By Melissa Jensen
Election Day on November 5 marked the first time Texas’ controversial voter ID laws were affected in the state. And the results were mixed. There is little evidence that the law suppressed voter turnout. Out of the state’s 13.4 million registered voters, only 1.1 million cast ballots in the 2013 election, about 8.5 percent of the electorate. Compare this to 2011 and 2009, other election “off years.” In 2011 when only 5.4 percent of voters showed up. In 2009, about 1 million people cast ballots, about 8.1 percent of the electorate. So as far as the numbers go, voting seemed on par.
However, the law lost some PR points with some high publicity hiccups, including several prominent politicians initially being told they couldn’t get a new voter identification card vote because they lacked proper identification. State Senator Wendy Davis, the front-running Democratic candidate for governor next year, had to sign an affidavit because her married name did not match her driver’s license . State Attorney General Greg Abbott, a champion of the law was also flagged because his license listed his name as “Gregory Wayne Abbott” while his voter registration record simply calls him “Greg Abbott.” And former U.S. Speaker of the House Jim Wright couldn’t get his new voter ID at first because his driver’s license had expired.
With the election now past, attention turns again to Texas’ litigation over the law with the Department of Justice. The Department announced on August 22 that it would be challenging the voter ID law under Section 2 of the Voting Rights Act and the voting guarantees in the Fourteenth and Fifteenth Amendments of the Constitution. In the suit, the complaint contends that the voter ID law was “adopted with the purpose, and will have the result, of denying or abridging the right to vote on account of race, color, or membership in a language minority group.”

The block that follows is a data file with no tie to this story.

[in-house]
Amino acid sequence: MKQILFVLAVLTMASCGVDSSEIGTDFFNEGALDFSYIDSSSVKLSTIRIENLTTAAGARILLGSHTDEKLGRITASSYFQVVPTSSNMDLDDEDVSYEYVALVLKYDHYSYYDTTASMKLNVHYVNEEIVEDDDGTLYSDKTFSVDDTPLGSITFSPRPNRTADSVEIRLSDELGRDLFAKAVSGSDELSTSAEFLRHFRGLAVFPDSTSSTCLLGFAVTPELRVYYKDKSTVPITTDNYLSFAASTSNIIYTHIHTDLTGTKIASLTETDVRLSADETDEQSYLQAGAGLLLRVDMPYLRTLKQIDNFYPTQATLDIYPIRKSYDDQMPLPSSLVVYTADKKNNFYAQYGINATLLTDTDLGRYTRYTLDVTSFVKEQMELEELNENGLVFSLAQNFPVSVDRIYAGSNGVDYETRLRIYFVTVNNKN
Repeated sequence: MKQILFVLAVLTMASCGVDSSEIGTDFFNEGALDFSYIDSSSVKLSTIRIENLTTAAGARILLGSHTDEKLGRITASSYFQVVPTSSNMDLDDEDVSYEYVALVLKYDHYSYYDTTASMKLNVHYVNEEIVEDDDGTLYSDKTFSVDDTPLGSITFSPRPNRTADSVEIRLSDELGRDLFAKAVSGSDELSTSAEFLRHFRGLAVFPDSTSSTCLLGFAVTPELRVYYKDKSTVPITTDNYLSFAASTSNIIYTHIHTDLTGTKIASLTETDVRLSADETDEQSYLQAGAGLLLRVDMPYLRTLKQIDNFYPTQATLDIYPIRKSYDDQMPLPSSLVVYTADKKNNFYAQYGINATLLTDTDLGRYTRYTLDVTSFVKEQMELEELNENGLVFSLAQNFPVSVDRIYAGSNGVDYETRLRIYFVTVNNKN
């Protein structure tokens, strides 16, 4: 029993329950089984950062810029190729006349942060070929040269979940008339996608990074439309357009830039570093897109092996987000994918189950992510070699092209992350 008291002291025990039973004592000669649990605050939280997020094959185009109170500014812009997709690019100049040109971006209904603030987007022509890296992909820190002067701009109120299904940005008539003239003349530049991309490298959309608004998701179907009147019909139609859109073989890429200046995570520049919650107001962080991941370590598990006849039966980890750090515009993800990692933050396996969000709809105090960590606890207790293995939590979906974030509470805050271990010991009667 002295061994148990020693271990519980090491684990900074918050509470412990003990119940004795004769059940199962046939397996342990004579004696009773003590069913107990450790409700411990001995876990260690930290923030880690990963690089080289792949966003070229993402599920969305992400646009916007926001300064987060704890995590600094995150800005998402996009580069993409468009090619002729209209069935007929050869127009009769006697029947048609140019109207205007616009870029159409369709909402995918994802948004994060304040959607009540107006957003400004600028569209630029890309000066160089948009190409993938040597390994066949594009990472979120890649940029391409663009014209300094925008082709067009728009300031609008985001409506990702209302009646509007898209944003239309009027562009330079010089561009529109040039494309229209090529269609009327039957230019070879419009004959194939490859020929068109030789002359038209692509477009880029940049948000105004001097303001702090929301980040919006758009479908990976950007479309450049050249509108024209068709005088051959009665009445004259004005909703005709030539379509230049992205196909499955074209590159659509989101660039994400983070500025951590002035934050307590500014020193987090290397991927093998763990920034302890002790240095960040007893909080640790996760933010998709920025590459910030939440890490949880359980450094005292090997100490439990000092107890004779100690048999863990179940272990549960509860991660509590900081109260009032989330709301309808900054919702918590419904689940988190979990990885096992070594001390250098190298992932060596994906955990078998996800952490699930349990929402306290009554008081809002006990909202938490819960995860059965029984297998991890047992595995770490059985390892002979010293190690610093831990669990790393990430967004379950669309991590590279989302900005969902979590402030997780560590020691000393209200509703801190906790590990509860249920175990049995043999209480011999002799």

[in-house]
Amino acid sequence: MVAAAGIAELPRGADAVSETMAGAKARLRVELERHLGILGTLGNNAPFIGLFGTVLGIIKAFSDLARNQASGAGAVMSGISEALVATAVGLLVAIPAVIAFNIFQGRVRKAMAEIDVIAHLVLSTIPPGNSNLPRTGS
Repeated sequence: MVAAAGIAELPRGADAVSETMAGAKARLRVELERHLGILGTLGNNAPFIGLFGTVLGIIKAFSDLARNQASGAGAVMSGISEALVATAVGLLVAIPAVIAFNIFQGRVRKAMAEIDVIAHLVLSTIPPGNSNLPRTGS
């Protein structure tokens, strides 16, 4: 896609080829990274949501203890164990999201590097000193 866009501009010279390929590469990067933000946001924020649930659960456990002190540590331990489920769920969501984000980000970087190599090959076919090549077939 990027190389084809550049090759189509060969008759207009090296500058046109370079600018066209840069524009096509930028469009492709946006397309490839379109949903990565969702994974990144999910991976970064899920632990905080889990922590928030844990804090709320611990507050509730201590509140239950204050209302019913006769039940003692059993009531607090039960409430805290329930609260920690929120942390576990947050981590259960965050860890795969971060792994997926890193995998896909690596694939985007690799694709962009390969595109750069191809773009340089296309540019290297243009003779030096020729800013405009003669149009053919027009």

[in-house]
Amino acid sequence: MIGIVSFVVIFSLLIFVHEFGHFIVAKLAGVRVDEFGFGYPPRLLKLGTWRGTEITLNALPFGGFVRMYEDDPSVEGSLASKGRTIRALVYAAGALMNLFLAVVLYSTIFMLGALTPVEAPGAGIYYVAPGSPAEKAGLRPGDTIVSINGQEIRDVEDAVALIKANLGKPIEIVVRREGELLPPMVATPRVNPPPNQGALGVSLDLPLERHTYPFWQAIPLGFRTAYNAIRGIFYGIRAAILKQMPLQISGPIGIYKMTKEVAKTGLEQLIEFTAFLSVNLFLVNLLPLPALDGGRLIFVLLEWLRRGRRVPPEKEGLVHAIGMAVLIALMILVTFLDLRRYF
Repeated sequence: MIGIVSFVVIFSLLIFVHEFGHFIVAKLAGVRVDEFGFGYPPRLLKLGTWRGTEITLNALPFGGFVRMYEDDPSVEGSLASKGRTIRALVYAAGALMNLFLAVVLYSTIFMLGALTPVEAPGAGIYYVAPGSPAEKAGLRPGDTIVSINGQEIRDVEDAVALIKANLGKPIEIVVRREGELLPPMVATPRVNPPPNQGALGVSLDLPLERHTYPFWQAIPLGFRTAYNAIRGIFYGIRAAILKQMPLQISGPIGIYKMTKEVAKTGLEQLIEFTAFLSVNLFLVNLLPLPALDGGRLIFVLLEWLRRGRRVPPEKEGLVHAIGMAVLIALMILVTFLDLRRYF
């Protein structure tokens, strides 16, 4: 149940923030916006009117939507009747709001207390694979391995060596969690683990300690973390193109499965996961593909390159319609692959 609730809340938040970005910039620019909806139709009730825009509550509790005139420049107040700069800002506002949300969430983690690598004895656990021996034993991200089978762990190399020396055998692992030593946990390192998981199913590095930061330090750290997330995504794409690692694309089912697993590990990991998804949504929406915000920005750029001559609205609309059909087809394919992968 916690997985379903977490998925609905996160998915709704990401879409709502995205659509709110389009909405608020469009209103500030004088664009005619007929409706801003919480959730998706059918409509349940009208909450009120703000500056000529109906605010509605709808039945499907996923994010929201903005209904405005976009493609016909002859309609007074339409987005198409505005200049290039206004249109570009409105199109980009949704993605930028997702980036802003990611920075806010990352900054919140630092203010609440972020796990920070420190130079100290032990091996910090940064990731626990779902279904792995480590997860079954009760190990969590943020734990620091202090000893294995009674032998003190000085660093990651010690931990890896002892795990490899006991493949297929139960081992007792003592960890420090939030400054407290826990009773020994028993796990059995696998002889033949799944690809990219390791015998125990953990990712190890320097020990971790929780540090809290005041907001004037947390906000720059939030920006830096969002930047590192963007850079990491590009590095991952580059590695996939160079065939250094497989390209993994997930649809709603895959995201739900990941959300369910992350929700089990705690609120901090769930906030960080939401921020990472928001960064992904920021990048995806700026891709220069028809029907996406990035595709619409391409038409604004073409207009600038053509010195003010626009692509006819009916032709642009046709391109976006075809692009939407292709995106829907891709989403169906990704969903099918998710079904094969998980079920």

It’s hard to say if the recent election will have an effect on the government’s case. It may be difficult to prove that the law’s purpose is to deny racial or language groups the right to vote when there’s little evidence of any such voter suppression in practice. However, this year’s election is probably not a good indicator of the law’s real effects. With only Constitutional amendments and city ordinances on the ballots, the election likely drew only the electoral faithful, who made sure they had the proper ID. Next year, however, will include a high profile gubernatorial election with no incumbent, which will draw much larger crowds. This may give a more accurate view of the true effects of the law and how far-reaching they are.
On the other hand, the lack of disparate effect on the election might also reinforce the perception that there is no legitimate government interest. Before the law was implemented, the Texas Attorney General had only pursued 66 cases charges of voting irregularities since 2004. Only four of those cases involved illegally casting a ballot where a picture ID could have prevented it. With so few cases of fraud, there was already doubt about Texas’ proclaimed need for a voter ID law. If the law in implementation also doesn’t prevent any voter fraud, but instead causes problems for gubernatorial candidates and the Attorney General himself, claims of voter fraud may look even weaker.
No matter what the outcome, this case will set an important precedent. With similar litigation already going forward in North Carolina, the Texas case will direct future laws and lawsuits. If Texas succeeds, we may see voter ID laws jump in other states, or current laws become more restrictive. If the government prevails, however, it will cause hesitancy in other states to pass similar laws. Also, it will strengthen Section 2 of the Voting Rights Act and the government’s ability to bring cases through it.